UVA was founded in 1819 by Thomas Jefferson, who considered it one of his most important accomplishments. He believed in lifelong learning, so there is no designation of "Freshman, Sophomore, etc." Instead, the students are called First year, second year, and so on.
The center of campus (called the "Grounds") is comprised of the Lawn. This is a large open space with long buildings on 2 sides. At the north end is the Rotunda, a recognizable building. The Rotunda, which cost $60,000 to build, is currently being renovated at a cost of $6 million.
The long buildings consist of 10 Pavilions with several smaller rooms in between. The smaller rooms are still used as student residences. The Pavilions were where the faculty lived. The professors would live on the second floor, and their classrooms were on the first floor. Although the classrooms have been moved elsewhere, faculty still live in the Pavilions.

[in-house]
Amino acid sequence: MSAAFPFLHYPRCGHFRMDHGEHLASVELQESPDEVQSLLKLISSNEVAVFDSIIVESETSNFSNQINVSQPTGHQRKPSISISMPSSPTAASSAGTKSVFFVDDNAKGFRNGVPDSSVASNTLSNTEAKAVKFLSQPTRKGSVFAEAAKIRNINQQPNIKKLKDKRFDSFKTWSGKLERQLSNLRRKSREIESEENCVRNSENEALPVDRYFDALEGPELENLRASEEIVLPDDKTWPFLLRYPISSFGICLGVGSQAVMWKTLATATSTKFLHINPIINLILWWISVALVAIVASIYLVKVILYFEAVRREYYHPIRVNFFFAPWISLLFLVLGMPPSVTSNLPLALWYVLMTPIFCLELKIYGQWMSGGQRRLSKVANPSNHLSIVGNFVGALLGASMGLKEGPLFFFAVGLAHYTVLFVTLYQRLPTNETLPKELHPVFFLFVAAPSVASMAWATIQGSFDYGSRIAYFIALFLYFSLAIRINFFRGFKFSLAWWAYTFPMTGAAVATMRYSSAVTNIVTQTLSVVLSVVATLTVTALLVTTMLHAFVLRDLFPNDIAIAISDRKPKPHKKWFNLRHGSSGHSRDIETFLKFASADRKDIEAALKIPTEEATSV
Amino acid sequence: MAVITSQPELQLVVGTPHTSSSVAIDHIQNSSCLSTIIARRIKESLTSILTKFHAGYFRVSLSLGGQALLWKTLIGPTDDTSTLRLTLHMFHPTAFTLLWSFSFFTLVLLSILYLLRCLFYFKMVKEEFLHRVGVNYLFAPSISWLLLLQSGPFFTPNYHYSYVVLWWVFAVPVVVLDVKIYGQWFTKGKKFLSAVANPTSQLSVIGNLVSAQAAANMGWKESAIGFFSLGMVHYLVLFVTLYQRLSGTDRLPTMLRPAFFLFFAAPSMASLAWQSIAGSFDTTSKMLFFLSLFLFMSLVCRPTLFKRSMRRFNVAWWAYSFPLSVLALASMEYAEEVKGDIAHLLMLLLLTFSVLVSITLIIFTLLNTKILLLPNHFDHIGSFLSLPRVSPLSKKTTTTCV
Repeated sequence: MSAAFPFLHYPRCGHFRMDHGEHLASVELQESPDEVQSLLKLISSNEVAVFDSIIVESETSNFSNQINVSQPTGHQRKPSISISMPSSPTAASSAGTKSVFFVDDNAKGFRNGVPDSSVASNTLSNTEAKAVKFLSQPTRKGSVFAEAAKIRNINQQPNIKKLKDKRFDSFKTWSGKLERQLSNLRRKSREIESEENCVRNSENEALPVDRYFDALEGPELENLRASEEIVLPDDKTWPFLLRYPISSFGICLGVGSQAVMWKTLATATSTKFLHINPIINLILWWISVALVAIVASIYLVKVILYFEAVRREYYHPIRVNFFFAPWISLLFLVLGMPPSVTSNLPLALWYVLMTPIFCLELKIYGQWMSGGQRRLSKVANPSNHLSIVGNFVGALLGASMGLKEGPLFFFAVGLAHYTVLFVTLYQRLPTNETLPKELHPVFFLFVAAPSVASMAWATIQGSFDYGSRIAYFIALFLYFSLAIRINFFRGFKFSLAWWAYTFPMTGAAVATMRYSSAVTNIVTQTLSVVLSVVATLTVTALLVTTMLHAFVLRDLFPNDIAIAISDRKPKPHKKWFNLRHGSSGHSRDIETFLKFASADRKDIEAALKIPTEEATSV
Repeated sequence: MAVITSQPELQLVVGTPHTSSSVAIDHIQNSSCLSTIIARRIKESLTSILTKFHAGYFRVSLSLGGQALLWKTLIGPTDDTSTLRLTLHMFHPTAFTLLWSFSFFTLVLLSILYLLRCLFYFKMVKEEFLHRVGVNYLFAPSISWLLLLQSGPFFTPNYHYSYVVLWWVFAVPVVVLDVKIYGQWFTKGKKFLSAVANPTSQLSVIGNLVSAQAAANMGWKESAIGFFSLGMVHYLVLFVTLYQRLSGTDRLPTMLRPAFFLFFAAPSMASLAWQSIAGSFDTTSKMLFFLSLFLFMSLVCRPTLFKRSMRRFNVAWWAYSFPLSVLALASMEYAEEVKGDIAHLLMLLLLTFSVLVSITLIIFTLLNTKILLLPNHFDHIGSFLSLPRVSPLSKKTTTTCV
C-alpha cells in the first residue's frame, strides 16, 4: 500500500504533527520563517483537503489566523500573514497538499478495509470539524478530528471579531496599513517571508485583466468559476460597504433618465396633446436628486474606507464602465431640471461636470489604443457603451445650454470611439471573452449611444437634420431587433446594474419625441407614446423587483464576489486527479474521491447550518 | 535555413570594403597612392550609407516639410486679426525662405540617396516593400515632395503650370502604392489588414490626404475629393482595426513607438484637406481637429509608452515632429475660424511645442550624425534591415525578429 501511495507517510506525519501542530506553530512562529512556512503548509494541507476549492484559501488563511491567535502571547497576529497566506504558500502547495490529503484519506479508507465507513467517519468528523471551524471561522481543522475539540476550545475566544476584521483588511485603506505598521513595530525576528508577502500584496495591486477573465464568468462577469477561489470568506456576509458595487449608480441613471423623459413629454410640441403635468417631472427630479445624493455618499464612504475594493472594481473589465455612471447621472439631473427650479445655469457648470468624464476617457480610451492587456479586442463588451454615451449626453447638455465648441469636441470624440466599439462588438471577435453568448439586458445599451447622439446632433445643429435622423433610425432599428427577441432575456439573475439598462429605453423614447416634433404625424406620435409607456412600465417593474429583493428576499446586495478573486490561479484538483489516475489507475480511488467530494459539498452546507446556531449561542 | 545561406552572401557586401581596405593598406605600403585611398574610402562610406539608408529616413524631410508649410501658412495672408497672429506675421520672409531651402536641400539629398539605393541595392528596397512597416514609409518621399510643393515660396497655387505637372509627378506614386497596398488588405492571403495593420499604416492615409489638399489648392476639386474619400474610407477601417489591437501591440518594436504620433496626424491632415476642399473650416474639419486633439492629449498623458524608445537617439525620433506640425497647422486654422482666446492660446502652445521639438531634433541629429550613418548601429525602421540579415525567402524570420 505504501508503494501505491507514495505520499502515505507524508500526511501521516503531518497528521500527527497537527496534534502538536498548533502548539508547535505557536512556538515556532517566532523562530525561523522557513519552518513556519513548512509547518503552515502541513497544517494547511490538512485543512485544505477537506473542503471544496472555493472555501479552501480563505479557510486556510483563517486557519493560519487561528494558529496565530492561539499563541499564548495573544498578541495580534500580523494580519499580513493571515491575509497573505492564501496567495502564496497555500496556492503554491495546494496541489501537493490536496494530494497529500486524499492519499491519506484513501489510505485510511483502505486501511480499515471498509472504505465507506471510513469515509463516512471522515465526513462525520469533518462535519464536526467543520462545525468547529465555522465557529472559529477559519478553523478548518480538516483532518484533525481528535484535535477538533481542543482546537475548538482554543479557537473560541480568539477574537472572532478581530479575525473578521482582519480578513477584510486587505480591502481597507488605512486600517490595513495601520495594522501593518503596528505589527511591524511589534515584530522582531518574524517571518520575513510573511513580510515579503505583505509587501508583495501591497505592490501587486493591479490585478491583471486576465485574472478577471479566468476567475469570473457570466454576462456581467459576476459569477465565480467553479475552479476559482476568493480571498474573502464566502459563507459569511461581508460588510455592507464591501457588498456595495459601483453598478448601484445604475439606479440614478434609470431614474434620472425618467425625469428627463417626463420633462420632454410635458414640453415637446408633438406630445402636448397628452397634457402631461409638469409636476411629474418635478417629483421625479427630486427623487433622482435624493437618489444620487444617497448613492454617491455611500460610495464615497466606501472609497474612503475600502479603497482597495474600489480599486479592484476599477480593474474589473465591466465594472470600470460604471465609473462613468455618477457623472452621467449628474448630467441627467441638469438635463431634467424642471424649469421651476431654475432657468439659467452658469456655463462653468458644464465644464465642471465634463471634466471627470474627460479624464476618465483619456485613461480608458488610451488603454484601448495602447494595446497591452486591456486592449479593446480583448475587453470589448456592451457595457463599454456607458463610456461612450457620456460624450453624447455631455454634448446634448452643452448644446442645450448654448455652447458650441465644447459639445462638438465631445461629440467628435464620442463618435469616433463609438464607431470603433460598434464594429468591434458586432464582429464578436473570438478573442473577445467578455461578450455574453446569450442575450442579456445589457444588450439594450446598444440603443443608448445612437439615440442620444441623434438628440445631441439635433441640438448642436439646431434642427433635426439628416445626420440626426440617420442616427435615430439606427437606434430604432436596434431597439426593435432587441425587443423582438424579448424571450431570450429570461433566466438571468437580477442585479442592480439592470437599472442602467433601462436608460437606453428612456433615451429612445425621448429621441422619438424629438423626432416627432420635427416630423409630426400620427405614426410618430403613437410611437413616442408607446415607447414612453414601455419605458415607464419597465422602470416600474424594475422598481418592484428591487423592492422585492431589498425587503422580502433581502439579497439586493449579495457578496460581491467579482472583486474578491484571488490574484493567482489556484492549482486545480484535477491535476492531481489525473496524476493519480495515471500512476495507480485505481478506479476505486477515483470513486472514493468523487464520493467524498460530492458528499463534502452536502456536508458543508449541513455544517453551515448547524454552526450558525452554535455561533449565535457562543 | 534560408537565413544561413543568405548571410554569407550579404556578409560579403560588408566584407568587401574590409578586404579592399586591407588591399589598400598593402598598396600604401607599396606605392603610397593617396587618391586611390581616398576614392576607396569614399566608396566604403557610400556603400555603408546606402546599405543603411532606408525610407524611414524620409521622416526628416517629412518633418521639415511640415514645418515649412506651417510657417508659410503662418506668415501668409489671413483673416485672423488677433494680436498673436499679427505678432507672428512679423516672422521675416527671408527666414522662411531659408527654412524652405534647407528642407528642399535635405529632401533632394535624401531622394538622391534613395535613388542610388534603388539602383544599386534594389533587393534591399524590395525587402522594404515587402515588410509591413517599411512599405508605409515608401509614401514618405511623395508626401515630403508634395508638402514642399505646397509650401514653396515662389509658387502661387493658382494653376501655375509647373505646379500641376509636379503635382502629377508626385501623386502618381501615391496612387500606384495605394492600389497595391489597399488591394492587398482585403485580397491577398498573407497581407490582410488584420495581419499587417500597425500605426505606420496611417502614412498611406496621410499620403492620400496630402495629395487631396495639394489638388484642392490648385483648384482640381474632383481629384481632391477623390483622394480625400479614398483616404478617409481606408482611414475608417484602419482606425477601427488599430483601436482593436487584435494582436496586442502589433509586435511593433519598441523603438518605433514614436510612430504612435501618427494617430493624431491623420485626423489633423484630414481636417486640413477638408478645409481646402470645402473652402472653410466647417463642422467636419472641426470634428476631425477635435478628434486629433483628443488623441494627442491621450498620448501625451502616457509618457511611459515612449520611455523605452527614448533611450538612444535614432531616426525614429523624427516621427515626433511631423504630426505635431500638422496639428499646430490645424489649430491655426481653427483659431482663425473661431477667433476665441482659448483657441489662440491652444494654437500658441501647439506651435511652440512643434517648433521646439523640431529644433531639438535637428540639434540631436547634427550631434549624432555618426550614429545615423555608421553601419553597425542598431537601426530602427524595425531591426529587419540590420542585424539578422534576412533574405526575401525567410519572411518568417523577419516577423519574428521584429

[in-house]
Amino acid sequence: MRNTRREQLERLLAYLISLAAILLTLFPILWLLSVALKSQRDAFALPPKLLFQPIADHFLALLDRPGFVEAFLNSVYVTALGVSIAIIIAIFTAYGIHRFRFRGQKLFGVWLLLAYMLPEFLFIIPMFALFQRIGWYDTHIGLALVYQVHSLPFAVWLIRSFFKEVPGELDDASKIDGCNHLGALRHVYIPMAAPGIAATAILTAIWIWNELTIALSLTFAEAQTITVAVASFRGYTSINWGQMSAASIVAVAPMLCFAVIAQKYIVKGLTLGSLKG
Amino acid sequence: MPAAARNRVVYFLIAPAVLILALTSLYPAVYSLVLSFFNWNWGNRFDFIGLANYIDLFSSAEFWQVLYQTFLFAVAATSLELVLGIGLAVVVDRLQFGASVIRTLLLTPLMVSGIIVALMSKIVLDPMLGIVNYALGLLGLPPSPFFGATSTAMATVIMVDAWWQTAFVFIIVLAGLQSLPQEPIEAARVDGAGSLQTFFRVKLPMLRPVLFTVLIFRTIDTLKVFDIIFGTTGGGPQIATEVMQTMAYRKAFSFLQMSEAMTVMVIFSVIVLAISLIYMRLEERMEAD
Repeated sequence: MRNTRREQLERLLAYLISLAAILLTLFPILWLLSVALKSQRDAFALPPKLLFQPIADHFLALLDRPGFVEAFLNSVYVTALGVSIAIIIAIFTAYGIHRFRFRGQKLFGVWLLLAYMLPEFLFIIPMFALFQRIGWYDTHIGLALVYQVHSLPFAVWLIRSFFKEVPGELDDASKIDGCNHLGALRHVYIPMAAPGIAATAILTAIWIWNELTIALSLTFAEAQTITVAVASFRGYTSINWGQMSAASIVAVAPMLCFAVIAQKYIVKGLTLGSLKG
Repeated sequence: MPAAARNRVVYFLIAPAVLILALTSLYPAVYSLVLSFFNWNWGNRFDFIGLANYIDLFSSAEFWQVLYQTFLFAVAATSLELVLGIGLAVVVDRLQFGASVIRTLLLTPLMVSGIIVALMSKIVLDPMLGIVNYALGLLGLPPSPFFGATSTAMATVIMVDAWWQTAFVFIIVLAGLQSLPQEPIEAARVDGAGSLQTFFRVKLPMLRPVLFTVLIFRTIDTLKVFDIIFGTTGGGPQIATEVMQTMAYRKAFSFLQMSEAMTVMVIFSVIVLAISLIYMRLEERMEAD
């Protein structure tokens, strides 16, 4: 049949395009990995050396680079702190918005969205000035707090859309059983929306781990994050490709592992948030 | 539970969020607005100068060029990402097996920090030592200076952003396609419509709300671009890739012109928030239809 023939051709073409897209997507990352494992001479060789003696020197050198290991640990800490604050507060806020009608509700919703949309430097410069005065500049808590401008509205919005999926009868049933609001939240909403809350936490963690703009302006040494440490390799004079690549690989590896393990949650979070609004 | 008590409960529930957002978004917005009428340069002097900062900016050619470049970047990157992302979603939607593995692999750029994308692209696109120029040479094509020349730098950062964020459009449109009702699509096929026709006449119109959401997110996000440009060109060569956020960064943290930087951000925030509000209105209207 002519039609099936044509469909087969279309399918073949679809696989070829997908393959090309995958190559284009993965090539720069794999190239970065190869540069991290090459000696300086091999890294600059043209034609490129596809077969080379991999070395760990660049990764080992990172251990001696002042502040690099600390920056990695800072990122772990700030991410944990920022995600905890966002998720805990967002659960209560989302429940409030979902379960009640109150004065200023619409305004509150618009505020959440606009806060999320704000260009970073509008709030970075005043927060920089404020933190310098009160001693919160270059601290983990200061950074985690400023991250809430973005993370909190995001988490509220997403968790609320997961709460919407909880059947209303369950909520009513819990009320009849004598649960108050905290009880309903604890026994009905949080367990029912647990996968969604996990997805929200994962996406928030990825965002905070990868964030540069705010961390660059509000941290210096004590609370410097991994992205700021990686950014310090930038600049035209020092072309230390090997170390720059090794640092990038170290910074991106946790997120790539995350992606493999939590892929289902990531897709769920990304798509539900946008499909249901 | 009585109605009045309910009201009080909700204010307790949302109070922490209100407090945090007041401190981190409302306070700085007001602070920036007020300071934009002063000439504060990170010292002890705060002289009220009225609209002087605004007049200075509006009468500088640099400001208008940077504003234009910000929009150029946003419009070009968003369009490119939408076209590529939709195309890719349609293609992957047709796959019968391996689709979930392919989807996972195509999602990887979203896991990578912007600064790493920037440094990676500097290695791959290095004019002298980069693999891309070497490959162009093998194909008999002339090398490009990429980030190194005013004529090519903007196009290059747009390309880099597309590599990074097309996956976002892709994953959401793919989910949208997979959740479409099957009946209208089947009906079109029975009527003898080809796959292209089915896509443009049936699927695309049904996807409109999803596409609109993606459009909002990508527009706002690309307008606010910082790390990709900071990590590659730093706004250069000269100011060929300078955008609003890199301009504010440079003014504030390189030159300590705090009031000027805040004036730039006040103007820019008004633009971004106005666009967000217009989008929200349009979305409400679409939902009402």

Interestingly, each Pavilion has its own architectural style. This was by design. Students could learn architectural elements such as the difference between Doric, Ionic and Corinthian columns just by studying the Pavilions.
After the tour, we drove to historic Michie Tavern. This served as a stagecoach stop in the foothills of the Blue Ridge mountains. We had a delicious lunch in the Ordinary, then toured the tavern itself. While there, the members learned a Colonial Reel.